Do you need your parents' permission to see a doctor?
The Infants Act in British Columbia says that children (anyone under 19 years of age) can consent (agree) to their own medical care — if they're capable.
When are children "capable"? The law considers children to be capable if they understand the need for medical treatment, what the treatment involves, the benefits and risks of getting the treatment, and the benefits and risks of not getting the treatment.
If the doctor or other health care provider explains these things and decides that the child understands them, he or she can treat the child without permission from the parents or guardians. The child may have to sign a consent form.
There's no set age when a child becomes "capable." Doctors must use their best judgment in each case to decide if an individual child is capable. It depends on how mature the child is and how serious the medical treatment is.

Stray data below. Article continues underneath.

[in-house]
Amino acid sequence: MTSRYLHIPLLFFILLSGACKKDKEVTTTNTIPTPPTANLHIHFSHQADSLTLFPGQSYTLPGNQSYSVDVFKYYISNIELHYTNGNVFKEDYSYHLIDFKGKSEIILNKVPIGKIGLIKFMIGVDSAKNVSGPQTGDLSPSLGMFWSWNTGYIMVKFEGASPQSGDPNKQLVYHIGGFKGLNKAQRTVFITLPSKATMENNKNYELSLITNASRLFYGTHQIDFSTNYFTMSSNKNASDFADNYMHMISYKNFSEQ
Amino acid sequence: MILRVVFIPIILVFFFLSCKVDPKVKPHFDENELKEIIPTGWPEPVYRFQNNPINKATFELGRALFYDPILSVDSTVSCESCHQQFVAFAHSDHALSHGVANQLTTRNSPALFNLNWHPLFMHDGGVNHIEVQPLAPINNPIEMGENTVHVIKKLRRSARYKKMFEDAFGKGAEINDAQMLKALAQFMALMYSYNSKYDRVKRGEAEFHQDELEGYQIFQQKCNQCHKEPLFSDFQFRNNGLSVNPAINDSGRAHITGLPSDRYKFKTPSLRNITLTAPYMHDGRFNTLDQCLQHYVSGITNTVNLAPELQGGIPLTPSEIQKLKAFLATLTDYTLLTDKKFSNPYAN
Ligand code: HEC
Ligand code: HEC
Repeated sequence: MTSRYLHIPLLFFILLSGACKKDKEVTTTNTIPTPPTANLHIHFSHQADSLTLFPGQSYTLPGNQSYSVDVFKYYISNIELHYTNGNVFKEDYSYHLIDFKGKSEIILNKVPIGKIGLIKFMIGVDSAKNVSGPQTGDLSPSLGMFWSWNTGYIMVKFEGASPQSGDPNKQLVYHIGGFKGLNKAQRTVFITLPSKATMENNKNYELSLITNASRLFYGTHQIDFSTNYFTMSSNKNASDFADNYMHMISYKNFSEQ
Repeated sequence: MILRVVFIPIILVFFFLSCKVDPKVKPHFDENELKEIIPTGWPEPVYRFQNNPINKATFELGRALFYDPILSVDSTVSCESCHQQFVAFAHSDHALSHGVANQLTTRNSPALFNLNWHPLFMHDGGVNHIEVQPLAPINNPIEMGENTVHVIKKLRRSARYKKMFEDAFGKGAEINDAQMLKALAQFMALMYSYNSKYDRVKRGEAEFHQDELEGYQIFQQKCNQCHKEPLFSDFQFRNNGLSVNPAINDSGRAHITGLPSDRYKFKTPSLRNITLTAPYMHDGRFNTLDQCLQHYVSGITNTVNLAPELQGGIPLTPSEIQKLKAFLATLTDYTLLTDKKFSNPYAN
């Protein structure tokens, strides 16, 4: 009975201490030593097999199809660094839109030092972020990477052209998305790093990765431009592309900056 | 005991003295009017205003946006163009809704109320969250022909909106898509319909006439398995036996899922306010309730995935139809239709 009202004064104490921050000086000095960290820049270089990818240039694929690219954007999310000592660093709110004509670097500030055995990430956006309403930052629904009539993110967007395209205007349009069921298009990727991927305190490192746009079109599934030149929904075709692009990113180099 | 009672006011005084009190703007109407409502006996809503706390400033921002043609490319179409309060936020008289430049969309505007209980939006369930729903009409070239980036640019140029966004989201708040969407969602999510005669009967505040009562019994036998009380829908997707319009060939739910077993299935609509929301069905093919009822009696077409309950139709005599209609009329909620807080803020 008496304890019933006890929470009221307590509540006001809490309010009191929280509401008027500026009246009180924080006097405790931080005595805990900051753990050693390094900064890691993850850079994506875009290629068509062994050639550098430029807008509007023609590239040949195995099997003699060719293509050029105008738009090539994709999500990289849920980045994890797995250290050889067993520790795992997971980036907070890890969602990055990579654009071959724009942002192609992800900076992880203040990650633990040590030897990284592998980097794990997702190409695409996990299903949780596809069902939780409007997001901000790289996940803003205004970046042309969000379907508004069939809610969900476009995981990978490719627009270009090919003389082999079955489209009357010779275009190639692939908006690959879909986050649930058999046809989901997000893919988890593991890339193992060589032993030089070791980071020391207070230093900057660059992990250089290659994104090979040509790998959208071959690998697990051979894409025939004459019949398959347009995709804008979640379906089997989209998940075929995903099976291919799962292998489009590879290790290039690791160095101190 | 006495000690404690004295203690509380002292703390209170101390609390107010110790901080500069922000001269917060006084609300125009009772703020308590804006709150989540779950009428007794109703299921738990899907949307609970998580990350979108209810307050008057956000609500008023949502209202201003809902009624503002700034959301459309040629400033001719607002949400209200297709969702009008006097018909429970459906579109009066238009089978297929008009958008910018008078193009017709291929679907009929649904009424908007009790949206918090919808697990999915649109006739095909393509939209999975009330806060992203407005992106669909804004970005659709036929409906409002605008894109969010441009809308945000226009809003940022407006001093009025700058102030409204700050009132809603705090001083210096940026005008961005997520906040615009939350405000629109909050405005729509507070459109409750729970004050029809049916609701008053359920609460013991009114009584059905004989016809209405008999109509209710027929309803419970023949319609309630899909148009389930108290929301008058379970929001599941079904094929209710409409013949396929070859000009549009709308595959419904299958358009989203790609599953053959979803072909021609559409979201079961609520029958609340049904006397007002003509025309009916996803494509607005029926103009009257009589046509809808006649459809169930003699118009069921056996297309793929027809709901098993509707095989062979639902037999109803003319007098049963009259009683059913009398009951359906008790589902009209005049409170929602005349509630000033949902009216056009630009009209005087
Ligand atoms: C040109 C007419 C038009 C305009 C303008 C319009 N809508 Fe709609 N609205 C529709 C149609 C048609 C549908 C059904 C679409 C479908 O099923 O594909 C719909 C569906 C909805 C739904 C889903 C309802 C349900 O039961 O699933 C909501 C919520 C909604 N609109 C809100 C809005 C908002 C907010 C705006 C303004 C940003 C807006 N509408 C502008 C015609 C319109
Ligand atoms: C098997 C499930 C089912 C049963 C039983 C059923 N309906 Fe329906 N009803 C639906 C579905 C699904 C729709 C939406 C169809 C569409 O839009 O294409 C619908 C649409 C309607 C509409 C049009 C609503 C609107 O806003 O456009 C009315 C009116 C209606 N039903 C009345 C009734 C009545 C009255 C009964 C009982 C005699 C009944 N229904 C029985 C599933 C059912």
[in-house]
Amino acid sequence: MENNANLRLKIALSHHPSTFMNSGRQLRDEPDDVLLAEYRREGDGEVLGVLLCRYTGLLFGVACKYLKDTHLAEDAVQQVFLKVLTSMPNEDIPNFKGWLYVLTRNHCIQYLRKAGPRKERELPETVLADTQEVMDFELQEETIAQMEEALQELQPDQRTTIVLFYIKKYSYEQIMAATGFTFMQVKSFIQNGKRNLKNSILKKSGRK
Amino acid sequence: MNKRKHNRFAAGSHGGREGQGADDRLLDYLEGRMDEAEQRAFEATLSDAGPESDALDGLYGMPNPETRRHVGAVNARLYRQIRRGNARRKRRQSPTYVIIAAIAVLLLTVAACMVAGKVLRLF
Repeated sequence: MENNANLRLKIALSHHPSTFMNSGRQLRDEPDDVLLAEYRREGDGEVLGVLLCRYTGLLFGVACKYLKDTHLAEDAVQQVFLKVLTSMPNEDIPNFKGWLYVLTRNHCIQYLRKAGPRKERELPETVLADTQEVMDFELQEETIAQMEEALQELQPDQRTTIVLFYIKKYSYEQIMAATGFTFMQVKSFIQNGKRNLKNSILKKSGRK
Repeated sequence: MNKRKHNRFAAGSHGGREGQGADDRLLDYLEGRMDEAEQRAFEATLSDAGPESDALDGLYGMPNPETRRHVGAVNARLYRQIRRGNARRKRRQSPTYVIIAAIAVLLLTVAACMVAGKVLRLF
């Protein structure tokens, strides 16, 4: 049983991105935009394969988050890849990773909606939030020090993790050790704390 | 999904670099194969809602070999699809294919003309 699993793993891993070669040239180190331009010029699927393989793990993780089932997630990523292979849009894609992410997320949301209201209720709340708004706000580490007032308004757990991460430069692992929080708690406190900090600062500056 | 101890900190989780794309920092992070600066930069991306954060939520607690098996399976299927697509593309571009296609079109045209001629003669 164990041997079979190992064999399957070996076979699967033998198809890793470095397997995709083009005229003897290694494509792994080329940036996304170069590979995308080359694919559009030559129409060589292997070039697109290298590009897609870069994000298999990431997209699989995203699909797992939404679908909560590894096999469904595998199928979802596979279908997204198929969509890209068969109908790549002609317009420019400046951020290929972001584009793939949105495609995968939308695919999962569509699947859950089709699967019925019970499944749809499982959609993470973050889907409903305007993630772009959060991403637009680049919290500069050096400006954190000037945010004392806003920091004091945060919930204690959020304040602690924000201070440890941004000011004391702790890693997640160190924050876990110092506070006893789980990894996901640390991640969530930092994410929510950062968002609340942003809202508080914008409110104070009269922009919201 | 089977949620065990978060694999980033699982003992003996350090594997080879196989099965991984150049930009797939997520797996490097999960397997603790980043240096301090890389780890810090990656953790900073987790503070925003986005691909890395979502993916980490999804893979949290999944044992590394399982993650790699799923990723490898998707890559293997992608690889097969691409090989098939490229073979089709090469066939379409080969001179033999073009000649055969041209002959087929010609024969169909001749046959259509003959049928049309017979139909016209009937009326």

Children who are capable can normally get medical treatment without their parents' or guardian's consent for things like birth control, abortion, mental health problems, sexually transmitted diseases, or alcohol and drug addiction.
A doctor or health care provider can't talk to the parents or guardian about a capable child's medical care unless the child agrees. Just as doctors must keep information about their adult patients confidential, they must also keep information about their child patients confidential, but there are some limits to this rule. Some doctors insist on telling a child's parent or guardian if they treat the child. If you're a child and you want your doctor to keep your medical information confidential, it's important to tell the doctor.
The Justice Education Society’s website Legal Rights for Youth has different topics on how the law applies to youth, including medical rights. Other topics include age-based legal rights, family break-up, work, driving, mental health, abuse and sexual assault, crime, and online safety.
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